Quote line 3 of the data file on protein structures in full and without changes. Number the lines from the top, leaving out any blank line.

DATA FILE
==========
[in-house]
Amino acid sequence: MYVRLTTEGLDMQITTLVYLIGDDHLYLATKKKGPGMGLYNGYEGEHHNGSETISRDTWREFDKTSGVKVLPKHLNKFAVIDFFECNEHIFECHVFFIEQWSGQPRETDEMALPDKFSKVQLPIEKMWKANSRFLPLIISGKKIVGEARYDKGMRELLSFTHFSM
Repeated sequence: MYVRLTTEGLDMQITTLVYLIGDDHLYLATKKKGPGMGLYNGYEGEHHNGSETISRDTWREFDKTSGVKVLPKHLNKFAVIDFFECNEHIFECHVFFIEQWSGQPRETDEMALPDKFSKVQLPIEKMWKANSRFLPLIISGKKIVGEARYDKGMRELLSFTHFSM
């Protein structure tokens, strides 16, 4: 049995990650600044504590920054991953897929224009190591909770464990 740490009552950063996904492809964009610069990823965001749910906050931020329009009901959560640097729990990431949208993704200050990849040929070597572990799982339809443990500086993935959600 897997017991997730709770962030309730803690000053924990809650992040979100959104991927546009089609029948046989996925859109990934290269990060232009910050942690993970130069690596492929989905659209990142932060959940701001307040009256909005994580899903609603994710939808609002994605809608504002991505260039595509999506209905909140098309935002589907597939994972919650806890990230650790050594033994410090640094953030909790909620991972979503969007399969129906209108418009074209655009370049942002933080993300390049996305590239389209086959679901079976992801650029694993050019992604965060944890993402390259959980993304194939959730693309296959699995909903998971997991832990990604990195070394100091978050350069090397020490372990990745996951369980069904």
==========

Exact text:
Repeated sequence: MYVRLTTEGLDMQITTLVYLIGDDHLYLATKKKGPGMGLYNGYEGEHHNGSETISRDTWREFDKTSGVKVLPKHLNKFAVIDFFECNEHIFECHVFFIEQWSGQPRETDEMALPDKFSKVQLPIEKMWKANSRFLPLIISGKKIVGEARYDKGMRELLSFTHFSM